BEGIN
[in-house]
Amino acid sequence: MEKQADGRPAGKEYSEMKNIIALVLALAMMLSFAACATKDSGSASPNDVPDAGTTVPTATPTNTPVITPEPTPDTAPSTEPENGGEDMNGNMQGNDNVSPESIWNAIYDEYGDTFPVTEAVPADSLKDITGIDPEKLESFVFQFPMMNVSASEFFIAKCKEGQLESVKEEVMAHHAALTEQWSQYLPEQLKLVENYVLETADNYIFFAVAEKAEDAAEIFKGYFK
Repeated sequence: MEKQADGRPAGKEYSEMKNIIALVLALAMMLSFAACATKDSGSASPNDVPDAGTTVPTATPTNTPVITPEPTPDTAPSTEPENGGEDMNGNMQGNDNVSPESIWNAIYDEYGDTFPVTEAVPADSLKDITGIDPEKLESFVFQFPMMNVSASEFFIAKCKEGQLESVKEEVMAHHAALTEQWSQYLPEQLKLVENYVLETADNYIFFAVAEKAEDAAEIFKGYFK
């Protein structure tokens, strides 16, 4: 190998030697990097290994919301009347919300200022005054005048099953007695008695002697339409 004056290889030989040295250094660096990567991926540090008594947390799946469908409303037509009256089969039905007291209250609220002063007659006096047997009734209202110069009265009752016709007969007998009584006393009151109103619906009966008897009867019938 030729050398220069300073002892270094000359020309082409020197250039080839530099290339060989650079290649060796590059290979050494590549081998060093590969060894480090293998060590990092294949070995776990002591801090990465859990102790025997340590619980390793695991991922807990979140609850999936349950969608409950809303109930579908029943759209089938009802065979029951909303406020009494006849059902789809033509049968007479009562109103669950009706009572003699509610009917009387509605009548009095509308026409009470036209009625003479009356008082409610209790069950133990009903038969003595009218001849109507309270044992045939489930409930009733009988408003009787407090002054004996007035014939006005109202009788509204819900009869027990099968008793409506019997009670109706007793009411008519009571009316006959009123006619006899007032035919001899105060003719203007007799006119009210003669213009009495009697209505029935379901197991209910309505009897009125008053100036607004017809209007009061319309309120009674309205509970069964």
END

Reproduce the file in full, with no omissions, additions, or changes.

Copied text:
[in-house]
Amino acid sequence: MEKQADGRPAGKEYSEMKNIIALVLALAMMLSFAACATKDSGSASPNDVPDAGTTVPTATPTNTPVITPEPTPDTAPSTEPENGGEDMNGNMQGNDNVSPESIWNAIYDEYGDTFPVTEAVPADSLKDITGIDPEKLESFVFQFPMMNVSASEFFIAKCKEGQLESVKEEVMAHHAALTEQWSQYLPEQLKLVENYVLETADNYIFFAVAEKAEDAAEIFKGYFK
Repeated sequence: MEKQADGRPAGKEYSEMKNIIALVLALAMMLSFAACATKDSGSASPNDVPDAGTTVPTATPTNTPVITPEPTPDTAPSTEPENGGEDMNGNMQGNDNVSPESIWNAIYDEYGDTFPVTEAVPADSLKDITGIDPEKLESFVFQFPMMNVSASEFFIAKCKEGQLESVKEEVMAHHAALTEQWSQYLPEQLKLVENYVLETADNYIFFAVAEKAEDAAEIFKGYFK
């Protein structure tokens, strides 16, 4: 190998030697990097290994919301009347919300200022005054005048099953007695008695002697339409 004056290889030989040295250094660096990567991926540090008594947390799946469908409303037509009256089969039905007291209250609220002063007659006096047997009734209202110069009265009752016709007969007998009584006393009151109103619906009966008897009867019938 030729050398220069300073002892270094000359020309082409020197250039080839530099290339060989650079290649060796590059290979050494590549081998060093590969060894480090293998060590990092294949070995776990002591801090990465859990102790025997340590619980390793695991991922807990979140609850999936349950969608409950809303109930579908029943759209089938009802065979029951909303406020009494006849059902789809033509049968007479009562109103669950009706009572003699509610009917009387509605009548009095509308026409009470036209009625003479009356008082409610209790069950133990009903038969003595009218001849109507309270044992045939489930409930009733009988408003009787407090002054004996007035014939006005109202009788509204819900009869027990099968008793409506019997009670109706007793009411008519009571009316006959009123006619006899007032035919001899105060003719203007007799006119009210003669213009009495009697209505029935379901197991209910309505009897009125008053100036607004017809209007009061319309309120009674309205509970069964």